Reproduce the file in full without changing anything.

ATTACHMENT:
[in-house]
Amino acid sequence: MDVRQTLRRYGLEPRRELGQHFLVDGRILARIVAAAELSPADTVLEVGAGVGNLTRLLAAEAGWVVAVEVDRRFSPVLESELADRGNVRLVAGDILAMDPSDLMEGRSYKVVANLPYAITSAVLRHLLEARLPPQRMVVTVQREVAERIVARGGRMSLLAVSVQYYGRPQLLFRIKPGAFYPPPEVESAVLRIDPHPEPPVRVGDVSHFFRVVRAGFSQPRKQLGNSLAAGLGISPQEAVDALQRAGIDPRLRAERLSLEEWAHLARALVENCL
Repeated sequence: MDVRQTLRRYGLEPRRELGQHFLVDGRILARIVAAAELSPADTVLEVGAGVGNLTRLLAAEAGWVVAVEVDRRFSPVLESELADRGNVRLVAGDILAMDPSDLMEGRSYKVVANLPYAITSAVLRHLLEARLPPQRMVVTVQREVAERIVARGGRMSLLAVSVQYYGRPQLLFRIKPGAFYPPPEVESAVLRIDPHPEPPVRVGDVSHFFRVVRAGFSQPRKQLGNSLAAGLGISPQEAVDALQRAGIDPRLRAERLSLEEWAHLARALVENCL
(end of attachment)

[in-house]
Amino acid sequence: MDVRQTLRRYGLEPRRELGQHFLVDGRILARIVAAAELSPADTVLEVGAGVGNLTRLLAAEAGWVVAVEVDRRFSPVLESELADRGNVRLVAGDILAMDPSDLMEGRSYKVVANLPYAITSAVLRHLLEARLPPQRMVVTVQREVAERIVARGGRMSLLAVSVQYYGRPQLLFRIKPGAFYPPPEVESAVLRIDPHPEPPVRVGDVSHFFRVVRAGFSQPRKQLGNSLAAGLGISPQEAVDALQRAGIDPRLRAERLSLEEWAHLARALVENCL
Repeated sequence: MDVRQTLRRYGLEPRRELGQHFLVDGRILARIVAAAELSPADTVLEVGAGVGNLTRLLAAEAGWVVAVEVDRRFSPVLESELADRGNVRLVAGDILAMDPSDLMEGRSYKVVANLPYAITSAVLRHLLEARLPPQRMVVTVQREVAERIVARGGRMSLLAVSVQYYGRPQLLFRIKPGAFYPPPEVESAVLRIDPHPEPPVRVGDVSHFFRVVRAGFSQPRKQLGNSLAAGLGISPQEAVDALQRAGIDPRLRAERLSLEEWAHLARALVENCL